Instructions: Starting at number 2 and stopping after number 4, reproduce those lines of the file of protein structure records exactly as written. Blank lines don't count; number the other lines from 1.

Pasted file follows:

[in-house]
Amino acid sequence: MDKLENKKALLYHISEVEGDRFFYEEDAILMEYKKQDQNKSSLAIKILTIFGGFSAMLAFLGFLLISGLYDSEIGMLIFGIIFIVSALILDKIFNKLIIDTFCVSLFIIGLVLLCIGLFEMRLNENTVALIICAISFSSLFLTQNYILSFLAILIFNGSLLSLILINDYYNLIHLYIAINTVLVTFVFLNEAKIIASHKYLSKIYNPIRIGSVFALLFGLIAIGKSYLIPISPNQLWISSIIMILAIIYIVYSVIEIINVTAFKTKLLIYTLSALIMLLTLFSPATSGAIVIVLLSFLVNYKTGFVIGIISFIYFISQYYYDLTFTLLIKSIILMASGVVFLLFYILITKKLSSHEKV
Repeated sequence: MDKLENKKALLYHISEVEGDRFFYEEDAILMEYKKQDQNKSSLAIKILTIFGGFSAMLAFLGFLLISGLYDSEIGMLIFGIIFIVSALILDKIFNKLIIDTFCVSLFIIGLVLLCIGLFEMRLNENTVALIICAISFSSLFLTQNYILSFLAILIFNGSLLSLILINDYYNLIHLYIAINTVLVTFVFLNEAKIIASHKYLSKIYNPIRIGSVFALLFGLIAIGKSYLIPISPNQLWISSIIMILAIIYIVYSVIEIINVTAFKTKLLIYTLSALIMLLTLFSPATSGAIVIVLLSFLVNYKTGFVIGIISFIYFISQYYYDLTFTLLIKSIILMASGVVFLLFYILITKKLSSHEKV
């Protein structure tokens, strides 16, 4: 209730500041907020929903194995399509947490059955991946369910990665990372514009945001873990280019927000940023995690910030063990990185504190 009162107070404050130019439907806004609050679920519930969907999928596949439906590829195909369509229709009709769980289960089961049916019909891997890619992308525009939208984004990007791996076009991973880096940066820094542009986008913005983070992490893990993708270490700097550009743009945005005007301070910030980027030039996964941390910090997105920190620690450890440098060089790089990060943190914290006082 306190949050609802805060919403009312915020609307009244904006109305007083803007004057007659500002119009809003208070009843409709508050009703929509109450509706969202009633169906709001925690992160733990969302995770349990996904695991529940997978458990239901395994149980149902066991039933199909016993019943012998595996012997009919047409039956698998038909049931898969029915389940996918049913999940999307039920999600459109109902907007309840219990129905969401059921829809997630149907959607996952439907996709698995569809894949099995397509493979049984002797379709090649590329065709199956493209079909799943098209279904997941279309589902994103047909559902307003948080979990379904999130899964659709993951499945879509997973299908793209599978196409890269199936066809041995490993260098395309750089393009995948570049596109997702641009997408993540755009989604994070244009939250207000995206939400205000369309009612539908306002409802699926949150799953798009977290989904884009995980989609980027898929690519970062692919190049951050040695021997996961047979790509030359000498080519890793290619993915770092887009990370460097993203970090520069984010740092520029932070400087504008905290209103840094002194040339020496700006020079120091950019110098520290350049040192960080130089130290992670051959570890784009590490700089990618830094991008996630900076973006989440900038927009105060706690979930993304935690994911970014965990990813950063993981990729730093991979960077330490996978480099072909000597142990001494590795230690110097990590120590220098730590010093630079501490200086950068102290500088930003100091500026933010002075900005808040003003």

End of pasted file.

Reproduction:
Amino acid sequence: MDKLENKKALLYHISEVEGDRFFYEEDAILMEYKKQDQNKSSLAIKILTIFGGFSAMLAFLGFLLISGLYDSEIGMLIFGIIFIVSALILDKIFNKLIIDTFCVSLFIIGLVLLCIGLFEMRLNENTVALIICAISFSSLFLTQNYILSFLAILIFNGSLLSLILINDYYNLIHLYIAINTVLVTFVFLNEAKIIASHKYLSKIYNPIRIGSVFALLFGLIAIGKSYLIPISPNQLWISSIIMILAIIYIVYSVIEIINVTAFKTKLLIYTLSALIMLLTLFSPATSGAIVIVLLSFLVNYKTGFVIGIISFIYFISQYYYDLTFTLLIKSIILMASGVVFLLFYILITKKLSSHEKV
Repeated sequence: MDKLENKKALLYHISEVEGDRFFYEEDAILMEYKKQDQNKSSLAIKILTIFGGFSAMLAFLGFLLISGLYDSEIGMLIFGIIFIVSALILDKIFNKLIIDTFCVSLFIIGLVLLCIGLFEMRLNENTVALIICAISFSSLFLTQNYILSFLAILIFNGSLLSLILINDYYNLIHLYIAINTVLVTFVFLNEAKIIASHKYLSKIYNPIRIGSVFALLFGLIAIGKSYLIPISPNQLWISSIIMILAIIYIVYSVIEIINVTAFKTKLLIYTLSALIMLLTLFSPATSGAIVIVLLSFLVNYKTGFVIGIISFIYFISQYYYDLTFTLLIKSIILMASGVVFLLFYILITKKLSSHEKV
């Protein structure tokens, strides 16, 4: 209730500041907020929903194995399509947490059955991946369910990665990372514009945001873990280019927000940023995690910030063990990185504190 009162107070404050130019439907806004609050679920519930969907999928596949439906590829195909369509229709009709769980289960089961049916019909891997890619992308525009939208984004990007791996076009991973880096940066820094542009986008913005983070992490893990993708270490700097550009743009945005005007301070910030980027030039996964941390910090997105920190620690450890440098060089790089990060943190914290006082 306190949050609802805060919403009312915020609307009244904006109305007083803007004057007659500002119009809003208070009843409709508050009703929509109450509706969202009633169906709001925690992160733990969302995770349990996904695991529940997978458990239901395994149980149902066991039933199909016993019943012998595996012997009919047409039956698998038909049931898969029915389940996918049913999940999307039920999600459109109902907007309840219990129905969401059921829809997630149907959607996952439907996709698995569809894949099995397509493979049984002797379709090649590329065709199956493209079909799943098209279904997941279309589902994103047909559902307003948080979990379904999130899964659709993951499945879509997973299908793209599978196409890269199936066809041995490993260098395309750089393009995948570049596109997702641009997408993540755009989604994070244009939250207000995206939400205000369309009612539908306002409802699926949150799953798009977290989904884009995980989609980027898929690519970062692919190049951050040695021997996961047979790509030359000498080519890793290619993915770092887009990370460097993203970090520069984010740092520029932070400087504008905290209103840094002194040339020496700006020079120091950019110098520290350049040192960080130089130290992670051959570890784009590490700089990618830094991008996630900076973006989440900038927009105060706690979930993304935690994911970014965990990813950063993981990729730093991979960077330490996978480099072909000597142990001494590795230690110097990590120590220098730590010093630079501490200086950068102290500088930003100091500026933010002075900005808040003003």